If you were a Prepper before meeting your significant other…..this isn’t meant for you. You hopefully went into the relationship open about your opinions and beliefs.
If however, you have come to the Prepper life style after you and your significant other made it official and especially after having children this is meant for you. This isn’t meant as advice, just a telling of a tale from life. You may not find solutions here, because everyone is different, but I hope you find that you are not alone.
For most people the preparation lifestyle is not something they are born into. For many in today’s times they come into the mindset of a preparation lifestyle due to some event, or education about the world around them. In a relationship, how does this work if your spouse does not have the same thoughts in mind? As is life, one day you and your spouse were blissfully living life in the moment; then you and only you become aware of something that makes you think….what if….and how should you be ready for it. Your spouse however, remains in the blissful living of life in the moment mode. You’ve are starting down the path of preparation, but what do you do?
Some preparation things you can do on your own incognito, but eventually you will have to talk to the spouse about your thoughts on the subject of the future and how to prepare for it. When that day comes, I would recommend staying away from the end of the world scenarios and stick to the most plausible, like job loss, economics, or natural disaster depending on where you live. You lay out your thoughts in the most informative and constructive way possible and if you’re lucky your spouse see’s the light and you both are on the same page. If however, after your reasoning for this change in attitude your spouse says……uummm ok, if you want to. What you just got was “I think you’re a little crazy, and I think it’s pointless, but if you want to ok….within reason”.
So you just received permission to prepare, but they are not totally onboard and you will likely be restricted on the money you want to spend. (This can be good because some people in a panic type state can spend way more money than they should.) For a time this arrangement works, but all the while you feel like you’re swimming against the current. You buy extra food and water a little at a time to put back; you prepare a BOB….while your spouse watches and you can tell they don’t feel the need.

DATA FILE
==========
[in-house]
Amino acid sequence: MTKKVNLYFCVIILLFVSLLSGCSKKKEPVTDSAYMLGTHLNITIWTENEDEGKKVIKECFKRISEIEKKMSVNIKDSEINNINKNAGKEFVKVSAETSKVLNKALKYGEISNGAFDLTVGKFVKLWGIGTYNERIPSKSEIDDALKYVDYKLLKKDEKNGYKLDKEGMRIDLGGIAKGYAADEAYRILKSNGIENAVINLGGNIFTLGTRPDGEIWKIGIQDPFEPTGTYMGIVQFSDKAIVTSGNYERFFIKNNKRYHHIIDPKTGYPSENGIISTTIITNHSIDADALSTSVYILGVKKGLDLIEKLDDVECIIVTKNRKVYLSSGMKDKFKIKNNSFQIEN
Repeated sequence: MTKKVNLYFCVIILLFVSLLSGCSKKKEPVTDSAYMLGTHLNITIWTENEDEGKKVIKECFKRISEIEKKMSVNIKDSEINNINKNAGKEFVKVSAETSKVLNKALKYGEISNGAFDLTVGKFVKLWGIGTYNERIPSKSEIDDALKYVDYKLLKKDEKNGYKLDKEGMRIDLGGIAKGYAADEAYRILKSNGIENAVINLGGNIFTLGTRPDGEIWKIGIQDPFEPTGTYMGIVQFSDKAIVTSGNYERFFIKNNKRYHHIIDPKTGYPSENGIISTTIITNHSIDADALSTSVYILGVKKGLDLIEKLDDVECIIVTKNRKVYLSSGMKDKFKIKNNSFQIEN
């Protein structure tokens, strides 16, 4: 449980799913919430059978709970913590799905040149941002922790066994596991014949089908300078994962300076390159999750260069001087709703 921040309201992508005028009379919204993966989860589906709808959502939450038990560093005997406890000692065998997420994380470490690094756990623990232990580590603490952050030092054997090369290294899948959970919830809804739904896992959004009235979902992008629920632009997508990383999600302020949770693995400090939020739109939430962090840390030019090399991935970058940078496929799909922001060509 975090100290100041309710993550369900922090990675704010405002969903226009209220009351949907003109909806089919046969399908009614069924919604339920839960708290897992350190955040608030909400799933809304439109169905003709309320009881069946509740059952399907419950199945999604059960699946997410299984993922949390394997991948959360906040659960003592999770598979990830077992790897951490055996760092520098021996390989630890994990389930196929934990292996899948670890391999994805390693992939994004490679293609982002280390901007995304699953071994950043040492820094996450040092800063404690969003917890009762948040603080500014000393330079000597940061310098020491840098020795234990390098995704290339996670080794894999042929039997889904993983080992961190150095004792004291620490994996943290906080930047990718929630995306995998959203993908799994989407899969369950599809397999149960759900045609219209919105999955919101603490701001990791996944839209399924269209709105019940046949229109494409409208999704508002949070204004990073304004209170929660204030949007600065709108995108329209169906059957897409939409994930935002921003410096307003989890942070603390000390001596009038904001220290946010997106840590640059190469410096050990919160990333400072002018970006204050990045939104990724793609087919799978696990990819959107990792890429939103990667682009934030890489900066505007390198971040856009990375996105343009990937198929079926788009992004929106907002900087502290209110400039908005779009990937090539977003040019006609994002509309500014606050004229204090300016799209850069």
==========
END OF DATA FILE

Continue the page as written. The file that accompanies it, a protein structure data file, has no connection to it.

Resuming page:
As you progress you see some change in their attitude in something like food. They think it’s nice to have some backups in the pantry in case you run out between grocery store visits. It makes a thrown together meal easier because you have more to work with, but that is about as far as they come. You thought they were getting it, but they only got it a small bit. Take what you can get is the best I can say.
You will feel frustrated, but here’s the bottom line though. You love your family and want them to be safe and your spouse wants that also. You just have a difference of opinion on what it takes to make them safe. Continue your preparations as best you can. There will be many more talks in your future, and hopefully your spouse will come around and be a fully onboard participant. Many aspects of preparation can save money and promote exercise which are good things that might help bring your spouse onboard. Start a garden and grow your own food, to show how to save money and feed your family healthy organic foods.
In your home it may be a one person show being prepared for what the future may bring, but I hope that’s the worst of it. I have heard a few stories with couples that the preparation lifestyle causes such a disruption in the family dynamic that it splits the family. Preparing can and should be something that can bring people closer, but has to be an open communication. There is a possibility that your spouse may be opposed to any kind of preparation, and if that occurs, I wish you luck.